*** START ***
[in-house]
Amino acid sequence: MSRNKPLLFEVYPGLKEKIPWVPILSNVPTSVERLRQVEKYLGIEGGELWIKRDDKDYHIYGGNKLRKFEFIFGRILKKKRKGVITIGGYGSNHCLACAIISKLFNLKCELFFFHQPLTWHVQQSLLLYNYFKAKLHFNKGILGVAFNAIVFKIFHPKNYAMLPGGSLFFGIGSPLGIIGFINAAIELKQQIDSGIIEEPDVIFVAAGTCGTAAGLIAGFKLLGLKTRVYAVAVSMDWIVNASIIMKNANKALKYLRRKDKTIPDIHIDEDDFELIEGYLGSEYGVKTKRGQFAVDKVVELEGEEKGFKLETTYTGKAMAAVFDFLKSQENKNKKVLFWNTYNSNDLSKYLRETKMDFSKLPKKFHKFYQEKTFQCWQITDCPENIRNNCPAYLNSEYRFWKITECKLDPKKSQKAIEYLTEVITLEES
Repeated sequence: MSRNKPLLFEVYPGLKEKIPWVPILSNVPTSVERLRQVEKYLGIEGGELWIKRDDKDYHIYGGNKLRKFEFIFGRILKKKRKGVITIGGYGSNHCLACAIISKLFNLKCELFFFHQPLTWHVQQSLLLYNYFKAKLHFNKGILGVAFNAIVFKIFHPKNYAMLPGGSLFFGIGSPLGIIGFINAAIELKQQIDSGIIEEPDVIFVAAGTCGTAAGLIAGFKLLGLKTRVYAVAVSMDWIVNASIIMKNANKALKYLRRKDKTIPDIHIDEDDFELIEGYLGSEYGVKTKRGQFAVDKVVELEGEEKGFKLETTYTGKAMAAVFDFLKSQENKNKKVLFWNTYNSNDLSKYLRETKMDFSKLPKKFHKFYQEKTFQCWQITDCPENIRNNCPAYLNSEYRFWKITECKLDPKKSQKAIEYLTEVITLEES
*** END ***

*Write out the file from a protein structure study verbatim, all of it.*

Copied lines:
[in-house]
Amino acid sequence: MSRNKPLLFEVYPGLKEKIPWVPILSNVPTSVERLRQVEKYLGIEGGELWIKRDDKDYHIYGGNKLRKFEFIFGRILKKKRKGVITIGGYGSNHCLACAIISKLFNLKCELFFFHQPLTWHVQQSLLLYNYFKAKLHFNKGILGVAFNAIVFKIFHPKNYAMLPGGSLFFGIGSPLGIIGFINAAIELKQQIDSGIIEEPDVIFVAAGTCGTAAGLIAGFKLLGLKTRVYAVAVSMDWIVNASIIMKNANKALKYLRRKDKTIPDIHIDEDDFELIEGYLGSEYGVKTKRGQFAVDKVVELEGEEKGFKLETTYTGKAMAAVFDFLKSQENKNKKVLFWNTYNSNDLSKYLRETKMDFSKLPKKFHKFYQEKTFQCWQITDCPENIRNNCPAYLNSEYRFWKITECKLDPKKSQKAIEYLTEVITLEES
Repeated sequence: MSRNKPLLFEVYPGLKEKIPWVPILSNVPTSVERLRQVEKYLGIEGGELWIKRDDKDYHIYGGNKLRKFEFIFGRILKKKRKGVITIGGYGSNHCLACAIISKLFNLKCELFFFHQPLTWHVQQSLLLYNYFKAKLHFNKGILGVAFNAIVFKIFHPKNYAMLPGGSLFFGIGSPLGIIGFINAAIELKQQIDSGIIEEPDVIFVAAGTCGTAAGLIAGFKLLGLKTRVYAVAVSMDWIVNASIIMKNANKALKYLRRKDKTIPDIHIDEDDFELIEGYLGSEYGVKTKRGQFAVDKVVELEGEEKGFKLETTYTGKAMAAVFDFLKSQENKNKKVLFWNTYNSNDLSKYLRETKMDFSKLPKKFHKFYQEKTFQCWQITDCPENIRNNCPAYLNSEYRFWKITECKLDPKKSQKAIEYLTEVITLEES